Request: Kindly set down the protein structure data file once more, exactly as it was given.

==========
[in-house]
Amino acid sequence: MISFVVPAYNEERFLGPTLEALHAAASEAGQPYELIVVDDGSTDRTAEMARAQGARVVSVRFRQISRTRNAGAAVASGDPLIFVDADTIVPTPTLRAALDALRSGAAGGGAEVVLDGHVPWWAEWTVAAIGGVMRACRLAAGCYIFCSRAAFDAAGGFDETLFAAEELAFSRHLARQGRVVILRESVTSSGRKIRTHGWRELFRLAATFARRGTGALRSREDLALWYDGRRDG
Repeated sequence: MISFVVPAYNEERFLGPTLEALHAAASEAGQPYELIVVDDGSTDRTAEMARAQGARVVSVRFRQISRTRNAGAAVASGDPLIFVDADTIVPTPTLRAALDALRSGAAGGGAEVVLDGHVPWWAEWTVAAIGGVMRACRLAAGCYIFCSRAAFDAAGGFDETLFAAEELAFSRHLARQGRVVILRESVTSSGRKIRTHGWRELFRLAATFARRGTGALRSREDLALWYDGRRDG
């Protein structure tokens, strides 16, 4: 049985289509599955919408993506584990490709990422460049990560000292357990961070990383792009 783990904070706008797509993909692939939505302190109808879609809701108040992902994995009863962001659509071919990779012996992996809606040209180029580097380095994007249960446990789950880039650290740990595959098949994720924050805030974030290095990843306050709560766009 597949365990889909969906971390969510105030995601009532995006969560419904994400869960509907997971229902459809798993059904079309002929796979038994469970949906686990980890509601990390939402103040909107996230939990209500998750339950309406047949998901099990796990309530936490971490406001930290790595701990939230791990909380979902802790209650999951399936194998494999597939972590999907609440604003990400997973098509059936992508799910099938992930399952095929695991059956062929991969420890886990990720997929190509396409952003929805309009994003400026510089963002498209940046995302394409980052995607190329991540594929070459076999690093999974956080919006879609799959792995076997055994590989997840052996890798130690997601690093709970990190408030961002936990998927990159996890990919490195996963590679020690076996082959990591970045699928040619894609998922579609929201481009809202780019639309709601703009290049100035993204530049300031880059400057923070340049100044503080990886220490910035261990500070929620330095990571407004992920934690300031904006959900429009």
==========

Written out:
[in-house]
Amino acid sequence: MISFVVPAYNEERFLGPTLEALHAAASEAGQPYELIVVDDGSTDRTAEMARAQGARVVSVRFRQISRTRNAGAAVASGDPLIFVDADTIVPTPTLRAALDALRSGAAGGGAEVVLDGHVPWWAEWTVAAIGGVMRACRLAAGCYIFCSRAAFDAAGGFDETLFAAEELAFSRHLARQGRVVILRESVTSSGRKIRTHGWRELFRLAATFARRGTGALRSREDLALWYDGRRDG
Repeated sequence: MISFVVPAYNEERFLGPTLEALHAAASEAGQPYELIVVDDGSTDRTAEMARAQGARVVSVRFRQISRTRNAGAAVASGDPLIFVDADTIVPTPTLRAALDALRSGAAGGGAEVVLDGHVPWWAEWTVAAIGGVMRACRLAAGCYIFCSRAAFDAAGGFDETLFAAEELAFSRHLARQGRVVILRESVTSSGRKIRTHGWRELFRLAATFARRGTGALRSREDLALWYDGRRDG
């Protein structure tokens, strides 16, 4: 049985289509599955919408993506584990490709990422460049990560000292357990961070990383792009 783990904070706008797509993909692939939505302190109808879609809701108040992902994995009863962001659509071919990779012996992996809606040209180029580097380095994007249960446990789950880039650290740990595959098949994720924050805030974030290095990843306050709560766009 597949365990889909969906971390969510105030995601009532995006969560419904994400869960509907997971229902459809798993059904079309002929796979038994469970949906686990980890509601990390939402103040909107996230939990209500998750339950309406047949998901099990796990309530936490971490406001930290790595701990939230791990909380979902802790209650999951399936194998494999597939972590999907609440604003990400997973098509059936992508799910099938992930399952095929695991059956062929991969420890886990990720997929190509396409952003929805309009994003400026510089963002498209940046995302394409980052995607190329991540594929070459076999690093999974956080919006879609799959792995076997055994590989997840052996890798130690997601690093709970990190408030961002936990998927990159996890990919490195996963590679020690076996082959990591970045699928040619894609998922579609929201481009809202780019639309709601703009290049100035993204530049300031880059400057923070340049100044503080990886220490910035261990500070929620330095990571407004992920934690300031904006959900429009």